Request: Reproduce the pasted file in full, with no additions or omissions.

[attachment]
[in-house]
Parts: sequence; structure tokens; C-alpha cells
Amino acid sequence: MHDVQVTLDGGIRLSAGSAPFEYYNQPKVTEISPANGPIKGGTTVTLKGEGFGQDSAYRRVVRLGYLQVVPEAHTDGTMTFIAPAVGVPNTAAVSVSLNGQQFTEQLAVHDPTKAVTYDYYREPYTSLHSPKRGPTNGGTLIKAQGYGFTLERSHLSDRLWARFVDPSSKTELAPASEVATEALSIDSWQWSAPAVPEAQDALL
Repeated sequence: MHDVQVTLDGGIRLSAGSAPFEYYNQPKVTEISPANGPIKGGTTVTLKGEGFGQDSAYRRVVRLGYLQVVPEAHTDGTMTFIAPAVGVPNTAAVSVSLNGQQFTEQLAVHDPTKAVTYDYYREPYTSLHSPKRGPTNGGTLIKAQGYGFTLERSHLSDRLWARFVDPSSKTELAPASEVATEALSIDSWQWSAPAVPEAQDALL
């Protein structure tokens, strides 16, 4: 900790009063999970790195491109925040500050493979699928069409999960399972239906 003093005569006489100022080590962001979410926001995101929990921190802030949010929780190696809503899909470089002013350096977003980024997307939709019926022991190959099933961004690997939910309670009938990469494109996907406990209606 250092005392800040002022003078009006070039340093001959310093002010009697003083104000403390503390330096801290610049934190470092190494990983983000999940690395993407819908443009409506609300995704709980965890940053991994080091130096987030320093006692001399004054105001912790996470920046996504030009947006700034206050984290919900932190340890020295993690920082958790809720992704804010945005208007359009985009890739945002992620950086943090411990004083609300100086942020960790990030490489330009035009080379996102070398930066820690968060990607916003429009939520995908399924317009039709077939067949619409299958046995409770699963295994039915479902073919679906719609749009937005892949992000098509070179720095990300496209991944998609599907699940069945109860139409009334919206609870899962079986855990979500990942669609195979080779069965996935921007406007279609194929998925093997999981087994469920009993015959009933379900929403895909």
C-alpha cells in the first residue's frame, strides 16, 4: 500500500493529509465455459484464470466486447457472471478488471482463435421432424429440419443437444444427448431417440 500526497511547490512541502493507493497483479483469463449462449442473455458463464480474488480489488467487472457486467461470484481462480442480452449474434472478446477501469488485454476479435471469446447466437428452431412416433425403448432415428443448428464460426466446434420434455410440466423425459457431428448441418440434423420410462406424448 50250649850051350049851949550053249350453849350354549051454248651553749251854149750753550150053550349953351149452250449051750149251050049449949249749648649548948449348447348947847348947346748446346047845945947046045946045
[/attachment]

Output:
[in-house]
Parts: sequence; structure tokens; C-alpha cells
Amino acid sequence: MHDVQVTLDGGIRLSAGSAPFEYYNQPKVTEISPANGPIKGGTTVTLKGEGFGQDSAYRRVVRLGYLQVVPEAHTDGTMTFIAPAVGVPNTAAVSVSLNGQQFTEQLAVHDPTKAVTYDYYREPYTSLHSPKRGPTNGGTLIKAQGYGFTLERSHLSDRLWARFVDPSSKTELAPASEVATEALSIDSWQWSAPAVPEAQDALL
Repeated sequence: MHDVQVTLDGGIRLSAGSAPFEYYNQPKVTEISPANGPIKGGTTVTLKGEGFGQDSAYRRVVRLGYLQVVPEAHTDGTMTFIAPAVGVPNTAAVSVSLNGQQFTEQLAVHDPTKAVTYDYYREPYTSLHSPKRGPTNGGTLIKAQGYGFTLERSHLSDRLWARFVDPSSKTELAPASEVATEALSIDSWQWSAPAVPEAQDALL
């Protein structure tokens, strides 16, 4: 900790009063999970790195491109925040500050493979699928069409999960399972239906 003093005569006489100022080590962001979410926001995101929990921190802030949010929780190696809503899909470089002013350096977003980024997307939709019926022991190959099933961004690997939910309670009938990469494109996907406990209606 250092005392800040002022003078009006070039340093001959310093002010009697003083104000403390503390330096801290610049934190470092190494990983983000999940690395993407819908443009409506609300995704709980965890940053991994080091130096987030320093006692001399004054105001912790996470920046996504030009947006700034206050984290919900932190340890020295993690920082958790809720992704804010945005208007359009985009890739945002992620950086943090411990004083609300100086942020960790990030490489330009035009080379996102070398930066820690968060990607916003429009939520995908399924317009039709077939067949619409299958046995409770699963295994039915479902073919679906719609749009937005892949992000098509070179720095990300496209991944998609599907699940069945109860139409009334919206609870899962079986855990979500990942669609195979080779069965996935921007406007279609194929998925093997999981087994469920009993015959009933379900929403895909």
C-alpha cells in the first residue's frame, strides 16, 4: 500500500493529509465455459484464470466486447457472471478488471482463435421432424429440419443437444444427448431417440 500526497511547490512541502493507493497483479483469463449462449442473455458463464480474488480489488467487472457486467461470484481462480442480452449474434472478446477501469488485454476479435471469446447466437428452431412416433425403448432415428443448428464460426466446434420434455410440466423425459457431428448441418440434423420410462406424448 50250649850051350049851949550053249350453849350354549051454248651553749251854149750753550150053550349953351149452250449051750149251050049449949249749648649548948449348447348947847348947346748446346047845945947046045946045